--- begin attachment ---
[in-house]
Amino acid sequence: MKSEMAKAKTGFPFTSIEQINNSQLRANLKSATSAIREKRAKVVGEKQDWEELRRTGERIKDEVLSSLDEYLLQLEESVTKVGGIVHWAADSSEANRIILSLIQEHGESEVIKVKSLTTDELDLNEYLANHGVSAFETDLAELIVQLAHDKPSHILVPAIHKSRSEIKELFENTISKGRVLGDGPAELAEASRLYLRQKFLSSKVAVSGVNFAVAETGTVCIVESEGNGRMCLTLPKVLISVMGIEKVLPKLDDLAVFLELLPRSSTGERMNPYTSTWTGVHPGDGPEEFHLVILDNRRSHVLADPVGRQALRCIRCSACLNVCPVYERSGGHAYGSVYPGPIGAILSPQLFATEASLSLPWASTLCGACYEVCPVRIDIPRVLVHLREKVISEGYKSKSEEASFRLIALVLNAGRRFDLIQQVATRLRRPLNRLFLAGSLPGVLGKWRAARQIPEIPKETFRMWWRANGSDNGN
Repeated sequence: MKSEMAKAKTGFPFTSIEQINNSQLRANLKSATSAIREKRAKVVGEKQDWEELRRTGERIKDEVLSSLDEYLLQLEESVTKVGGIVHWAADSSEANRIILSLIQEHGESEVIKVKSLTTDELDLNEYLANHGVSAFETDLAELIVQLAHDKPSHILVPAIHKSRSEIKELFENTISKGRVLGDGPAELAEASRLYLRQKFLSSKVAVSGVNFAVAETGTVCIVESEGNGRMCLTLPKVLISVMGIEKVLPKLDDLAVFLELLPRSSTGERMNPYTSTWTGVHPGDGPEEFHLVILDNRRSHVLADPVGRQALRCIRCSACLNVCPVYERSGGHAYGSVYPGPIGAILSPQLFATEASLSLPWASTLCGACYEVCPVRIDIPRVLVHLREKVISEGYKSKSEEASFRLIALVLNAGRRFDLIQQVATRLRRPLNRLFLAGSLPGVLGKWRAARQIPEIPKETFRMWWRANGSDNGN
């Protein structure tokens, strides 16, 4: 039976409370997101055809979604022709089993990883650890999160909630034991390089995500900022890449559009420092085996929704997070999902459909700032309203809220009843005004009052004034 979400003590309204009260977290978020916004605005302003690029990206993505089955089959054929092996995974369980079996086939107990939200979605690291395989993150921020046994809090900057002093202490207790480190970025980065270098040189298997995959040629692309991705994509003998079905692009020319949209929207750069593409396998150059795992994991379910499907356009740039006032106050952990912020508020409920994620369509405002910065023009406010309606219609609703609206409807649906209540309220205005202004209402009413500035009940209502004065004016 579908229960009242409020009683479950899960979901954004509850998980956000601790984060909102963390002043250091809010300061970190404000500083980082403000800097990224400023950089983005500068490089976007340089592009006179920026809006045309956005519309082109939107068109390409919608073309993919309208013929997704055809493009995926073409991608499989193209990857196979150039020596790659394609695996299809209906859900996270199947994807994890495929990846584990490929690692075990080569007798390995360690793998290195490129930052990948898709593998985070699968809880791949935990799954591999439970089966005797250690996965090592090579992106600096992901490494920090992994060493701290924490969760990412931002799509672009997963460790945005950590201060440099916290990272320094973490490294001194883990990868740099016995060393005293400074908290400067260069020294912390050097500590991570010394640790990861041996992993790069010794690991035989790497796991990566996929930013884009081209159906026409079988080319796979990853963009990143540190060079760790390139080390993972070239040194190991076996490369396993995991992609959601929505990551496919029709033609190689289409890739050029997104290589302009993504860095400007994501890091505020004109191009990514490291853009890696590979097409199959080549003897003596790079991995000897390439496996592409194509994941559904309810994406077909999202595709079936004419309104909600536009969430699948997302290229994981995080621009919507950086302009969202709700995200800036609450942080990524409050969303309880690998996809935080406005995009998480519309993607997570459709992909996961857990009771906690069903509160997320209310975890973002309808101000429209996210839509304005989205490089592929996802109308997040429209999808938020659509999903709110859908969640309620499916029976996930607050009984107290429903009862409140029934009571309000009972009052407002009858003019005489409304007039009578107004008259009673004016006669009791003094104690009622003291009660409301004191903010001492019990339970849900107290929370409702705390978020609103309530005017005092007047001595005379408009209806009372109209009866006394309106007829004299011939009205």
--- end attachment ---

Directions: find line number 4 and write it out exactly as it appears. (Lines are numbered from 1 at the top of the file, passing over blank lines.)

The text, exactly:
């Protein structure tokens, strides 16, 4: 039976409370997101055809979604022709089993990883650890999160909630034991390089995500900022890449559009420092085996929704997070999902459909700032309203809220009843005004009052004034 979400003590309204009260977290978020916004605005302003690029990206993505089955089959054929092996995974369980079996086939107990939200979605690291395989993150921020046994809090900057002093202490207790480190970025980065270098040189298997995959040629692309991705994509003998079905692009020319949209929207750069593409396998150059795992994991379910499907356009740039006032106050952990912020508020409920994620369509405002910065023009406010309606219609609703609206409807649906209540309220205005202004209402009413500035009940209502004065004016 579908229960009242409020009683479950899960979901954004509850998980956000601790984060909102963390002043250091809010300061970190404000500083980082403000800097990224400023950089983005500068490089976007340089592009006179920026809006045309956005519309082109939107068109390409919608073309993919309208013929997704055809493009995926073409991608499989193209990857196979150039020596790659394609695996299809209906859900996270199947994807994890495929990846584990490929690692075990080569007798390995360690793998290195490129930052990948898709593998985070699968809880791949935990799954591999439970089966005797250690996965090592090579992106600096992901490494920090992994060493701290924490969760990412931002799509672009997963460790945005950590201060440099916290990272320094973490490294001194883990990868740099016995060393005293400074908290400067260069020294912390050097500590991570010394640790990861041996992993790069010794690991035989790497796991990566996929930013884009081209159906026409079988080319796979990853963009990143540190060079760790390139080390993972070239040194190991076996490369396993995991992609959601929505990551496919029709033609190689289409890739050029997104290589302009993504860095400007994501890091505020004109191009990514490291853009890696590979097409199959080549003897003596790079991995000897390439496996592409194509994941559904309810994406077909999202595709079936004419309104909600536009969430699948997302290229994981995080621009919507950086302009969202709700995200800036609450942080990524409050969303309880690998996809935080406005995009998480519309993607997570459709992909996961857990009771906690069903509160997320209310975890973002309808101000429209996210839509304005989205490089592929996802109308997040429209999808938020659509999903709110859908969640309620499916029976996930607050009984107290429903009862409140029934009571309000009972009052407002009858003019005489409304007039009578107004008259009673004016006669009791003094104690009622003291009660409301004191903010001492019990339970849900107290929370409702705390978020609103309530005017005092007047001595005379408009209806009372109209009866006394309106007829004299011939009205």